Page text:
MixedFinancial Times (UK)Clark is at pains to set Plath apart from the [feminist] movement that claimed her, stressing her complicated desire to be both a midwife to male genius and an equal to the male poets she knew ... Red Comet’s most valuable contribution is its clever and careful tessellation of the texts and creeds that produced Ariel and the other late poems. The analysis suffers from an overemphasis on Plath’s juvenilia, which is treated with an earnestness that sometimes strains credulity. Yet over hundreds of pages, Clark skilfully weaves together Plath’s influences, from Nietzsche, Joyce, Dostoevsky and Yeats, to Theodore Roethke, Robert Lowell and, perhaps most important, the work of Ted Hughes ... If Clark ultimately fails in her attempt to \'free Plath from the cultural baggage of the past 50 years\', it is because her predecessors—beginning with Plath herself—were too successful in their mythmaking.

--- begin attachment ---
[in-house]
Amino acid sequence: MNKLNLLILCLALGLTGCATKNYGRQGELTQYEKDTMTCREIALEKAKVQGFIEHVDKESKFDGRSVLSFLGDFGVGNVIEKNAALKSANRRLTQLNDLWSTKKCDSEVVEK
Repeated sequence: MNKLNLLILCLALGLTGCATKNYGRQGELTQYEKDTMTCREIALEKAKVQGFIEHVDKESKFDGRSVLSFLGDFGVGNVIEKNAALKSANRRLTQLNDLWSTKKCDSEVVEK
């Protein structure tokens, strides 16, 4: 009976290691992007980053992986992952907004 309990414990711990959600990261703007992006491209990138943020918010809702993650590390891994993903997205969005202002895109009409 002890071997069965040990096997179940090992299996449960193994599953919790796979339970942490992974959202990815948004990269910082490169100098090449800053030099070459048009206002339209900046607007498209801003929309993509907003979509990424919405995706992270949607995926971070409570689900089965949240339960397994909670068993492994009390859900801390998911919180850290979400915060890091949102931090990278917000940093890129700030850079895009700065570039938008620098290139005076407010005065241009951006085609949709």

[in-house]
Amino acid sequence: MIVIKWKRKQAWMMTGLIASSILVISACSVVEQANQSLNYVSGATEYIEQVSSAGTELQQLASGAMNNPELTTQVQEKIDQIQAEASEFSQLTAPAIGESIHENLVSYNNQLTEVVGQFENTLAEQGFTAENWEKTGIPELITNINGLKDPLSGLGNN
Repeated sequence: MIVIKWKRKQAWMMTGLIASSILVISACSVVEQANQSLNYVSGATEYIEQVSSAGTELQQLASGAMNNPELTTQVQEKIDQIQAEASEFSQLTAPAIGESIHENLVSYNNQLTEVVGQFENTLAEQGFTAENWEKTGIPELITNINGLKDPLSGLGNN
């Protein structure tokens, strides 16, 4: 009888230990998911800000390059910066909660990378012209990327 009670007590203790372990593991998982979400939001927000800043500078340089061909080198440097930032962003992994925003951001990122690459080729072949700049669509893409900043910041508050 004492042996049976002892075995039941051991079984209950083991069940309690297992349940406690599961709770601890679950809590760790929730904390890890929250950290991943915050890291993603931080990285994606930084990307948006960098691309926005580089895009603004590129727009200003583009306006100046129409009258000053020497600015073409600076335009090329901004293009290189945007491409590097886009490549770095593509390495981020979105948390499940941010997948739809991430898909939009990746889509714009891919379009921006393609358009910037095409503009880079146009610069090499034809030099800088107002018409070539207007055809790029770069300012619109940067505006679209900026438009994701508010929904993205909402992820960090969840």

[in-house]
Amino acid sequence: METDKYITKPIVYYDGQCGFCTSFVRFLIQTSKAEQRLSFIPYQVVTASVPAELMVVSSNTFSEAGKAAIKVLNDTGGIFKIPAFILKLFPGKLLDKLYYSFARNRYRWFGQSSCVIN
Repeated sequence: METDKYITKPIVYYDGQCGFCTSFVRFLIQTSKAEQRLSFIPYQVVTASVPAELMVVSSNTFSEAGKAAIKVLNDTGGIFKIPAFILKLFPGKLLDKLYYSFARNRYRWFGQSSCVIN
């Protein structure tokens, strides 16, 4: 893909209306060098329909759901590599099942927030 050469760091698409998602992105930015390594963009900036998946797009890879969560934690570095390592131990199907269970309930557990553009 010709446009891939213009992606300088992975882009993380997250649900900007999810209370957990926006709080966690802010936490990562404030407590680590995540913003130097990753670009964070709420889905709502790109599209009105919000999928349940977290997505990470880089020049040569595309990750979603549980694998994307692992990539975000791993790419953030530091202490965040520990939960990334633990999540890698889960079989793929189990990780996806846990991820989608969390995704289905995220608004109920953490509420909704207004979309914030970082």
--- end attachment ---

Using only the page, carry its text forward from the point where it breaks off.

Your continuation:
A. N. Wilson
PositiveFinancial Times (UK)Wilson’s methods are unlike those of his army of predecessors, whose research he credits appreciatively — he mostly eschews new detective work in favour of a reinterpretation of the existing material. That includes the evidence of fervent admirers as well as those who harboured misgivings ... Wilson’s attempt to pin down the Dickens we don’t know is energetic. He leads the reader by the hand, like one of the ghosts in A Christmas Carol, to visit various moments in the writer’s life ... But as he draws his compelling portrait Wilson is continually confounded by his subject’s inconsistencies ... The thesis is only partly satisfying. It helps explain the outright hypocrisy of much of Dickens’ behaviour, but only insofar as it recasts it as evidence of another perversion.